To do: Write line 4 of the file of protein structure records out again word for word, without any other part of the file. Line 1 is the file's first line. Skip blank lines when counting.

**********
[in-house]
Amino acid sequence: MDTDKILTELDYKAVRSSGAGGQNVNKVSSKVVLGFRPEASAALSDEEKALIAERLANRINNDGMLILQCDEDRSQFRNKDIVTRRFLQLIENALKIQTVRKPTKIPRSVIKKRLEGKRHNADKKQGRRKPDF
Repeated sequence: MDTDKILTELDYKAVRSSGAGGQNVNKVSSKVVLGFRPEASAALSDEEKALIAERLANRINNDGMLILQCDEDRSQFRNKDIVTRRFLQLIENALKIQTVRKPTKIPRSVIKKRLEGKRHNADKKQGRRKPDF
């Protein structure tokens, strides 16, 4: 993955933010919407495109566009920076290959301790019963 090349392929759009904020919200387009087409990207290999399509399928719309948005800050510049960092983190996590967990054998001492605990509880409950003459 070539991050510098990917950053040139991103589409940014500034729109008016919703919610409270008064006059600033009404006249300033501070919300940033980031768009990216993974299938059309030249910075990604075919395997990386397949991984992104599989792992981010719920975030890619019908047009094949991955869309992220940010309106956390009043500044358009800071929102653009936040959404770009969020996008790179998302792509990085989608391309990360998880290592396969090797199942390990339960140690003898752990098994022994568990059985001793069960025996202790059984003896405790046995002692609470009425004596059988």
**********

């Protein structure tokens, strides 16, 4: 993955933010919407495109566009920076290959301790019963 090349392929759009904020919200387009087409990207290999399509399928719309948005800050510049960092983190996590967990054998001492605990509880409950003459 070539991050510098990917950053040139991103589409940014500034729109008016919703919610409270008064006059600033009404006249300033501070919300940033980031768009990216993974299938059309030249910075990604075919395997990386397949991984992104599989792992981010719920975030890619019908047009094949991955869309992220940010309106956390009043500044358009800071929102653009936040959404770009969020996008790179998302792509990085989608391309990360998880290592396969090797199942390990339960140690003898752990098994022994568990059985001793069960025996202790059984003896405790046995002692609470009425004596059988």